The video specs on the a7R IV are broadly unchanged, with the camera shooting 4K video at up to 30p from the full width of the sensor. This footage is pixel-binned, meaning it isn't as high resolution as it could be. The camera produces more detailed footage from oversampled crop.

However, unlike the Mark III, the new camera's crop mode uses a 1.6x crop to give 24p footage and 1.8x crop for 30p. So, while the crop modes are still marked as 'Super35,' it'll actually be a little more difficult to get a wideangle field-of-view, even if you resort to dedicated Super35 or APS-C lenses.

Finally, the effective 'real-time tracking' autofocus replaces the archaic and user-unfriendly 'Center Lock-on AF' in video mode.

User interface improvements

Along with the bigger, splashier changes, Sony has also made some small amendments to the interface of the Mark IV, including a couple of details that both we and Sony users have been asking for, for some time.

The biggest of these small changes is the way the autofocus points are displayed in the viewfinder. Where previously the AF point was grey (and then green when in-focus), you now have the choice of red or white points, which makes it much easier to see where the camera is going to focus. Nearly all buttons have been updated to provide more haptic feedback, making them easier to press, and easier to know you've pressed them.

Other tweaks include the option to define a different 'Fn' quick menu for movie shooting and stills. This, along with the existing ability to set different button customization for stills and video modes makes it easy to access key settings if you're switching back and forth between the two media, regularly. Exposure settings carry over from one mode to the other, though, so you may have to switch to and from video-friendly shutter speeds each time you hop between modes.

How it compares

The most obvious peers for the a7R IV are the Panasonic S1R, Nikon's Z7 and the existing a7R III.

Sony a7R IV Panasonic S1R Nikon Z7 Sony a7R III
MSRP $3500 $3700 $3400 $3200
Pixel count 61.2MP 46.7MP 45.4MP 42.4MP
Focus type On-sensor PDAF Depth from Defocus
(Contrast Detection-based)
On-sensor PDAF On-sensor PDAF
Image stabilization In-body* In-body + in-lens* In-body* In-body*
Max burst rate 10 fps (12-bit, compressed Raw)
~6 fps (14-bit uncompressed Raw)
9 fps (AF-S)
6 fps (AF-C and live view)
9 fps 10 fps (12-bit, compressed Raw)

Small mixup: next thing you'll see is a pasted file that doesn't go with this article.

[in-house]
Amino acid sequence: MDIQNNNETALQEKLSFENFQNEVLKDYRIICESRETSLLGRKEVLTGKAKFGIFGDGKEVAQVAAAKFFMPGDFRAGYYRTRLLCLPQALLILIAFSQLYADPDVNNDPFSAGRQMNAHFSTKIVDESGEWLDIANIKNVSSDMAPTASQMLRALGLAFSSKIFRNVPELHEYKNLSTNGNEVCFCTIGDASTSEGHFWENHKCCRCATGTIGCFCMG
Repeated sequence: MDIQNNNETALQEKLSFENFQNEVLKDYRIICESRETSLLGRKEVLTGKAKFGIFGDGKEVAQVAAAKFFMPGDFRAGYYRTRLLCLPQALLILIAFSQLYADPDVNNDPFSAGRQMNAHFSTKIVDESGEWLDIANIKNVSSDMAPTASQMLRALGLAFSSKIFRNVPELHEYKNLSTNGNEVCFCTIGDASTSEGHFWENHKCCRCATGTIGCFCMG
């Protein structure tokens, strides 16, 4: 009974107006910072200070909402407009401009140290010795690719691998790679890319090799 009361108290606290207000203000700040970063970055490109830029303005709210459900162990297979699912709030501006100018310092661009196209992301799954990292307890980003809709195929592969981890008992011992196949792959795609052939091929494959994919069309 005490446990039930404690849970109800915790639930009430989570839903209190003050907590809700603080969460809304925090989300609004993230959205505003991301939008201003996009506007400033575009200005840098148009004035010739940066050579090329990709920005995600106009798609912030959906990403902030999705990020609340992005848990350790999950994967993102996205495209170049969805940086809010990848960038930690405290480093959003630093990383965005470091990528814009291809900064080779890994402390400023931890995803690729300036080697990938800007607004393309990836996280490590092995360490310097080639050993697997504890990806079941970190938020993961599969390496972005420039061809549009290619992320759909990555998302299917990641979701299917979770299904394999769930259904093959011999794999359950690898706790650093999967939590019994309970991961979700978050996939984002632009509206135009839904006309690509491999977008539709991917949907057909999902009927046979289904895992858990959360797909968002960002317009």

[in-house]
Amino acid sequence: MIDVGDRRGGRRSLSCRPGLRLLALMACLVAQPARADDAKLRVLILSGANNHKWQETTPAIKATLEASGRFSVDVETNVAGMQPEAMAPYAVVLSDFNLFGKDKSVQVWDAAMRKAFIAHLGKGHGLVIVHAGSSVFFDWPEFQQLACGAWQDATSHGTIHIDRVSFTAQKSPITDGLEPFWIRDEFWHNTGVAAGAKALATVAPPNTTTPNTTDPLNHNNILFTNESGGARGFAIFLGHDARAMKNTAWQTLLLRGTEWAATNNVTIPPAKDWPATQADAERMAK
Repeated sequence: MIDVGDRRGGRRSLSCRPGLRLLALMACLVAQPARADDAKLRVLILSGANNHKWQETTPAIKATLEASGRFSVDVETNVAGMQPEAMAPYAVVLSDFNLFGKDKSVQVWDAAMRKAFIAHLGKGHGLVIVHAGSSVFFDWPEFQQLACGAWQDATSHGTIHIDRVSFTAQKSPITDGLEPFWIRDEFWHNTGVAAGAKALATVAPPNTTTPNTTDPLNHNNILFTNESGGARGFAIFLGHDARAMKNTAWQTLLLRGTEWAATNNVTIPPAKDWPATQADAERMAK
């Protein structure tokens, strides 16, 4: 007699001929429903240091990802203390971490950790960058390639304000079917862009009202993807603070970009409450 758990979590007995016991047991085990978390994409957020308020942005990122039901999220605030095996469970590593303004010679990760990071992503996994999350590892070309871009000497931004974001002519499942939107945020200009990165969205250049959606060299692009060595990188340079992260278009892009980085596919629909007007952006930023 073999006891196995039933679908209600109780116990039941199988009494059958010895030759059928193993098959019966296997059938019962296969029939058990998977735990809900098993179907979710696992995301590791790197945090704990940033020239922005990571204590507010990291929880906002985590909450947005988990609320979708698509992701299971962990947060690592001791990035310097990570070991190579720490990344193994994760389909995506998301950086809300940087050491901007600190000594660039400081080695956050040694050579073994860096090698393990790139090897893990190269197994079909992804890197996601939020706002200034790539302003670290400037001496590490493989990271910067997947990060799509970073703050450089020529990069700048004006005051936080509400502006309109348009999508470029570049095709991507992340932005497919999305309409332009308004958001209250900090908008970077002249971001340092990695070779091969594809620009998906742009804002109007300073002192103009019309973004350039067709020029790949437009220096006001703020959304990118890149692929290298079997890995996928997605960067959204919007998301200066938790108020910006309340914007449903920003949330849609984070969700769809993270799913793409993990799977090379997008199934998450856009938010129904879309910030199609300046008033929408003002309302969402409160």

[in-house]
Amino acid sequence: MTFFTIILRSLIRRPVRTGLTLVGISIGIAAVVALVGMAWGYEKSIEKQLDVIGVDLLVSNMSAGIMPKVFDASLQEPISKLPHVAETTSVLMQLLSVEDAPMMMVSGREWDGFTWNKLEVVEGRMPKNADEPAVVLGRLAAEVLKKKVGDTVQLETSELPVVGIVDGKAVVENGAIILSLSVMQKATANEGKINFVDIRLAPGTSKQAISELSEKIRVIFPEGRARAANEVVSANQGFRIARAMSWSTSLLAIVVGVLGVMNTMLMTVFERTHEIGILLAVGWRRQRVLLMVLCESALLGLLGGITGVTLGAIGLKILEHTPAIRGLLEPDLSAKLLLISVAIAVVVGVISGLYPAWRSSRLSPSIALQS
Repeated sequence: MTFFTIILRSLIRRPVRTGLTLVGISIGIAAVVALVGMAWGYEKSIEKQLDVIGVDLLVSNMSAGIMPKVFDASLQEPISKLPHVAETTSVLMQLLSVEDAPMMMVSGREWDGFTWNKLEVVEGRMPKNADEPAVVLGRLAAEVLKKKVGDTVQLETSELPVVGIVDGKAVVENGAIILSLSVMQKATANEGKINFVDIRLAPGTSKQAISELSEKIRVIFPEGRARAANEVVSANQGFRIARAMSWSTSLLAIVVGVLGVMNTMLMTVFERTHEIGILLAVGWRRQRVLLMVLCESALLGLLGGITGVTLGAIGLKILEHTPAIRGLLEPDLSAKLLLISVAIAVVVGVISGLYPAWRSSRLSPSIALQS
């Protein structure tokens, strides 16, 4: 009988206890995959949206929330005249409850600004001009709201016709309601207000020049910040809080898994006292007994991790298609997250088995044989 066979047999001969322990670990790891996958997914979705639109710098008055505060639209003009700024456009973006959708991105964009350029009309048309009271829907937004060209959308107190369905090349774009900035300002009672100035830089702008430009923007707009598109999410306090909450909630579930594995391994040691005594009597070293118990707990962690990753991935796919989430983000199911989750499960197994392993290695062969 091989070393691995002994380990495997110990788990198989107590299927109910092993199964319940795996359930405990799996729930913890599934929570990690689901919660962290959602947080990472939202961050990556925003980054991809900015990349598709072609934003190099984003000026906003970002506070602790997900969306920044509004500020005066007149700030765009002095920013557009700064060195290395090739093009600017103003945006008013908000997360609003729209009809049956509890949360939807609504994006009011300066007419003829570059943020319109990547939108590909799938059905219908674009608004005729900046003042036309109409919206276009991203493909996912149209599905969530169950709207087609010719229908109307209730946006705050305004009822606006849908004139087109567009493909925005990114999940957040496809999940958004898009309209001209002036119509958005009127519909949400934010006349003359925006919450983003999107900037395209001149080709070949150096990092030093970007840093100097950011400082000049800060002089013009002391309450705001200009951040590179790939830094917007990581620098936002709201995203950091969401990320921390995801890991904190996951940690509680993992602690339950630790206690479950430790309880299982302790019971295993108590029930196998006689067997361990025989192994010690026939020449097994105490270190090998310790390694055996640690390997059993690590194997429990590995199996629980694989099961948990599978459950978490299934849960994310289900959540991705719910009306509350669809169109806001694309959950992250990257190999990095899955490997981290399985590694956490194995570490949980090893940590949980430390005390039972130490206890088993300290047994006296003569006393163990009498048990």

High-res mode 4 or 16-shot** 8-shot** No 4 shot**
Viewfinder res / mag 5.76M / 0.78x 5.76M dots
/ 0.78x
3.68M dots
/ 0.8x
3.68M dots
/ 0.78x
Rear screen 1.44M-dot tilting touchscreen 2.1M-dot two-way tilting touchscreen 2.1M-dot tilting touchscreen 1.44M-dot tilting touchscreen
Top-plate display No Yes (LCD) Yes (OLED) No
Video capabilities UHD 4K 30p
(pixel-binned full-frame or oversampled from 1.8x crop)
UHD 4K 60p
(1.09x crop pixel-binned)
UHD 4K 30p
(Full width pixel-binned or oversampled APS-C)
UHD 4K 30p
(Full width pixel-binned or oversampled APS-C)
Log video S-Log 2, S-Log 3, HLG (8-bit) No N-Log over HDMI only (10-bit) S-Log 2, S-Log 3, HLG (8-bit)
Battery life
670 / 530 380 / 360 400 / 330 650 / 530
Card slots 2 UHS II SD 1 XQD + 1 SD 1 XQD 1 UHS II SD +
Size 129 x 96 x 78 mm 149 x 110 x 97 mm 134 x 101 x 68 mm 127 x 96 x 74 mm
Weight 665 g 1016 g 675 g 657 g

* Sony and Nikon conduct pitch and yaw correction with the lens IS when a stabilized lens is used, Panasonic combines the effect of in-body and lens IS for pitch and yaw.
** The Panasonic can merge its 8-shots in-camera, the Sonys can't. Both then require a processing step to turn these merged Raws into final images.

The Sony's high-res viewfinder and multi-shot high-res mode help it match the well-specced Panasonic, while the revised autofocus system, with its dependable tracking, helps it pull ahead. However, it's worth noting the caveats on some of the more ambitious features: the a7R IV's 10 fps only appears to produce 12-bit output, there's an unusually large crop for its oversampled 'Super35' video crop and there's no motion correction on the high-res mode (plus they need to be combined off-camera).

As soon as we start looking at 60MP full-frame cameras, it's also worth noting that 50MP cameras with medium format sensors (sensors measuring in at a larger 44mm x 33mm) are also available. In our testing, the differences in tonal performance were minimal, in part because the Fujifilm GFX 50 models and Hasselblad's X1D 50c use older sensors. However, our experience with the GFX 100 shows many of the lenses for the system are able to comfortably resolve these high resolutions, which isn't always the case with full-frame optics.